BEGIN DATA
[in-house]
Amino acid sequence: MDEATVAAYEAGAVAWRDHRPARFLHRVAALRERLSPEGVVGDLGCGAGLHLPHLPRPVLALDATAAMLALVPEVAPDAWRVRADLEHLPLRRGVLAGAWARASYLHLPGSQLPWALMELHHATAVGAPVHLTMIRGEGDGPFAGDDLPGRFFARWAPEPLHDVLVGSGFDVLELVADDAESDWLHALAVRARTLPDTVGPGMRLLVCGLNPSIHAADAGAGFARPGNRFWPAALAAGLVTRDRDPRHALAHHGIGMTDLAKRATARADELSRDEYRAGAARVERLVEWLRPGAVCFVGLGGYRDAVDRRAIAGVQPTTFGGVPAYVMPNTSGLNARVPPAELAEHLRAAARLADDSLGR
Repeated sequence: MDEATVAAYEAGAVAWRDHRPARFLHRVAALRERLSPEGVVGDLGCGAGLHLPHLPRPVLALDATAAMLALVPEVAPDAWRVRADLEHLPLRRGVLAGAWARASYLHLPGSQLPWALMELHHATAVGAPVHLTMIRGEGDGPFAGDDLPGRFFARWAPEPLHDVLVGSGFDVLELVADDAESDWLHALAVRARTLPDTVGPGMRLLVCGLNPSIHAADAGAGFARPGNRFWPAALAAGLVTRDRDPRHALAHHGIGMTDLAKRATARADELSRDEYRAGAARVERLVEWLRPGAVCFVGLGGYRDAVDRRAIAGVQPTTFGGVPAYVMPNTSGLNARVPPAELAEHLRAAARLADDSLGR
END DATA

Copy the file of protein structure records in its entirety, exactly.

[in-house]
Amino acid sequence: MDEATVAAYEAGAVAWRDHRPARFLHRVAALRERLSPEGVVGDLGCGAGLHLPHLPRPVLALDATAAMLALVPEVAPDAWRVRADLEHLPLRRGVLAGAWARASYLHLPGSQLPWALMELHHATAVGAPVHLTMIRGEGDGPFAGDDLPGRFFARWAPEPLHDVLVGSGFDVLELVADDAESDWLHALAVRARTLPDTVGPGMRLLVCGLNPSIHAADAGAGFARPGNRFWPAALAAGLVTRDRDPRHALAHHGIGMTDLAKRATARADELSRDEYRAGAARVERLVEWLRPGAVCFVGLGGYRDAVDRRAIAGVQPTTFGGVPAYVMPNTSGLNARVPPAELAEHLRAAARLADDSLGR
Repeated sequence: MDEATVAAYEAGAVAWRDHRPARFLHRVAALRERLSPEGVVGDLGCGAGLHLPHLPRPVLALDATAAMLALVPEVAPDAWRVRADLEHLPLRRGVLAGAWARASYLHLPGSQLPWALMELHHATAVGAPVHLTMIRGEGDGPFAGDDLPGRFFARWAPEPLHDVLVGSGFDVLELVADDAESDWLHALAVRARTLPDTVGPGMRLLVCGLNPSIHAADAGAGFARPGNRFWPAALAAGLVTRDRDPRHALAHHGIGMTDLAKRATARADELSRDEYRAGAARVERLVEWLRPGAVCFVGLGGYRDAVDRRAIAGVQPTTFGGVPAYVMPNTSGLNARVPPAELAEHLRAAARLADDSLGR